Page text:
If you are feeling a little more naughty than nice this Christmas season, The Santaland Diaries may be the perfect stuff for your stocking. In the show, a holiday tradition at Staunton’s American Shakespeare Center, seasoned Shakespearean actor Rick Blunt relives humorist David Sedaris’ story about his days as a 30-something man employed as one of Santa’s elves at a Macy’s in Manhatten. The hilariously irreverent one-man show reveals multiple sides of human nature by taking a raw look behind the scenes of one of America’s most sacred traditions, the annual visit to Santa Claus.
Blunt comes out kicking. Hammering hard on Sedaris’ wry words, he brings his own voice to the piece, which is traditionally delivered in Sedaris’ own whiney, slightly effete manner. Blunt also brings his own comedic skills to the fore with his “regular guy” style of delivery and physicality. Just by being a big burley sort, Blunt evokes laughter as he shows off his red and white candy-cane striped tights, giving his performance a visual absurdity all its own.
Blunt is also brilliant at presenting the other characters in the piece. Particularly fun are his spot-on depictions of a smarmy Santaland coworker he calls “The Walrus” where he blatantly flirts with a female patron, and his version of “Santa Santa,” a somewhat delusional Santaland co-worker. I even found myself happily cheering “S-A-N-T-A” with the rest of the audience led by Blunt, whose real genius in the piece is his ability to make his depiction of Santaland inviting and engaging.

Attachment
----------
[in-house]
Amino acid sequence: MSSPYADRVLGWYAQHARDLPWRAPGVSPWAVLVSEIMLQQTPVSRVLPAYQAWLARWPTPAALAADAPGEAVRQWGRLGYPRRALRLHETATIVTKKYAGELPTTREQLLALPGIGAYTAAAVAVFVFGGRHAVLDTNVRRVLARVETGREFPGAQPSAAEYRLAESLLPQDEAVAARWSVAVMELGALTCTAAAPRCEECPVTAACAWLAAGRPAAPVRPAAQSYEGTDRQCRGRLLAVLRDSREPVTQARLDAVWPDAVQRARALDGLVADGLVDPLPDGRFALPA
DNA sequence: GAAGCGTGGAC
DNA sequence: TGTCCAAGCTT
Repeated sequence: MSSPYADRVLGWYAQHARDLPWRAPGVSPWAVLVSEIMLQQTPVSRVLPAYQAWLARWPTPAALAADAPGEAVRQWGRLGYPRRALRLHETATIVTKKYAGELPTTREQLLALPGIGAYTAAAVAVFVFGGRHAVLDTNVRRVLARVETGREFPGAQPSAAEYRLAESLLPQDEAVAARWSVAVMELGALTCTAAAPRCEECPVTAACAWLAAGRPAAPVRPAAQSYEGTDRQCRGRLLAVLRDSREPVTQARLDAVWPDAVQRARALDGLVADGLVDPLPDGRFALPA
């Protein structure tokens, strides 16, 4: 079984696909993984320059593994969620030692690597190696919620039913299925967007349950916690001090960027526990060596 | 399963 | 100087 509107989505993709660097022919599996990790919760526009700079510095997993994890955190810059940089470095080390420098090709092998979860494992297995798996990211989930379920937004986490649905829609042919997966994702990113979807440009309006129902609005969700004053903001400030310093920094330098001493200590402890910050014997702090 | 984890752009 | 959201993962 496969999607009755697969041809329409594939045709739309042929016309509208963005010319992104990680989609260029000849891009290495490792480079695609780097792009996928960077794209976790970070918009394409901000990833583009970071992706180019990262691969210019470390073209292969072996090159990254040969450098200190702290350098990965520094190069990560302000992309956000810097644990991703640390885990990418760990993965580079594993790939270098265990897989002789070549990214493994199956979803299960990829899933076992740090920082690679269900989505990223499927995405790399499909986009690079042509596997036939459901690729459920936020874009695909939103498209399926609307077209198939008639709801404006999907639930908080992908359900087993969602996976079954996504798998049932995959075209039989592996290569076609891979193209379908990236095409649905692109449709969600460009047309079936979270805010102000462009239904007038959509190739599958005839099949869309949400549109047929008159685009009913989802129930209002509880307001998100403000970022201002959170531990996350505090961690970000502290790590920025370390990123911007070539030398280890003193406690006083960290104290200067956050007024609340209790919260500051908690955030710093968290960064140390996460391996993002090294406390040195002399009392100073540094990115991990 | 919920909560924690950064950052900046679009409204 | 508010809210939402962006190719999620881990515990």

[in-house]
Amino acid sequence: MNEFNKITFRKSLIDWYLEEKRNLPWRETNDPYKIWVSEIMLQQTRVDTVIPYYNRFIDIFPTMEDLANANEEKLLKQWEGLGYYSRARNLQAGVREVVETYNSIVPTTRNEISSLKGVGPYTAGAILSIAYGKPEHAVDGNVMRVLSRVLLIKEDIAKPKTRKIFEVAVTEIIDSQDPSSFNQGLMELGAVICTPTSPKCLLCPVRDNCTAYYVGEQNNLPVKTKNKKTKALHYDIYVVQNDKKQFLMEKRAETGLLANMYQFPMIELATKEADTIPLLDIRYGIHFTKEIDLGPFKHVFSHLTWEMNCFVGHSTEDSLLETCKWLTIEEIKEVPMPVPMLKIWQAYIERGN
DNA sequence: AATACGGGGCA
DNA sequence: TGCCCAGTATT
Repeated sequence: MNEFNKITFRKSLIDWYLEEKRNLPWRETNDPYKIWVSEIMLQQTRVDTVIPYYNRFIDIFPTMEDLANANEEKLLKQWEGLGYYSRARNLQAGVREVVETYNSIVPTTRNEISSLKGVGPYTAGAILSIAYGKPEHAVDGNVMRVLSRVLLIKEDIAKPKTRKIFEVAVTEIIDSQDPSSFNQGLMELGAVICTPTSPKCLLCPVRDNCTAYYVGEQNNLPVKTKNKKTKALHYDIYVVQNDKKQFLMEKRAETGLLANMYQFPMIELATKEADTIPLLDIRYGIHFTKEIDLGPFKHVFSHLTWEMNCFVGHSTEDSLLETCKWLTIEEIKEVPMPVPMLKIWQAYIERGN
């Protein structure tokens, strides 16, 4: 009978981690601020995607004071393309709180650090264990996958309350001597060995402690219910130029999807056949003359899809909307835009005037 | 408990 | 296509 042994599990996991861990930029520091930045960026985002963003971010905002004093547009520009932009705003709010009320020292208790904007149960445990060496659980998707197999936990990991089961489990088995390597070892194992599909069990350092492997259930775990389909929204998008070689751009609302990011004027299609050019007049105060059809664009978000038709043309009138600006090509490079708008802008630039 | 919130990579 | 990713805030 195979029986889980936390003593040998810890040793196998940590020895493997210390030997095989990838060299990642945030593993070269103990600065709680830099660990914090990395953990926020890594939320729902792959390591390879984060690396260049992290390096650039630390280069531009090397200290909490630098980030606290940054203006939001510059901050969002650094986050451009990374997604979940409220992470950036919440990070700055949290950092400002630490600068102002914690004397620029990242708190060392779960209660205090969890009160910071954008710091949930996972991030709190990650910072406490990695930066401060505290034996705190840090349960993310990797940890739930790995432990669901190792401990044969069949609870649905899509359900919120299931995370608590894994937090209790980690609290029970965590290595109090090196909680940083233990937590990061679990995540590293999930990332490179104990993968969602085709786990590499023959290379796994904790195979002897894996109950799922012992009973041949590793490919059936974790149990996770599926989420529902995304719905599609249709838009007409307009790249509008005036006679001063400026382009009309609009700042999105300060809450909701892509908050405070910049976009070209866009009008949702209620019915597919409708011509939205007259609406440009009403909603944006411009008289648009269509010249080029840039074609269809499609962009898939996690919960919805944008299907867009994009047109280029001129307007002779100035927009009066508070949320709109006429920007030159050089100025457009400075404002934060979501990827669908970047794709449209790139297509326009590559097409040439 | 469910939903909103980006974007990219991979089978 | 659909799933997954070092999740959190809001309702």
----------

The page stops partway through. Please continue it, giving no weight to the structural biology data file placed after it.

Although the evening was quite entertaining, Blunt lost his place in the monologue more than once—although technically, the evening was a dress rehearsal—something that will certainly be remedied for upcoming performances. His overtly masculine interpretation of the script works overall, and even infuses it with some darker meanings. It’s humorous when an effeminate interpretation of Sedaris’ character tells a little girl she has a waist most women would kill for, but a tad disturbing when Blunt says it. The bit in which Crumpet receives flirtatious overtures from a fellow elf named Snowball is similarly different in tone in Blunt’s version. Did I mention this show is recommended for adult audiences only?
The Santaland Diaries does a great job of balancing out all the sugary sweetness of earnest holiday shows like A Christmas Carol or The Homecoming. When the holidays inevitably drive us up the wall, we need to hear that Santa is an anagram for Satan. Which isn’t to say we don’t have room in our hearts for lines like “God bless us, everyone,” but every once in a while, there’s nothing like hearing “Now get your ass on Santa’s lap and smile before I give you something to cry about!”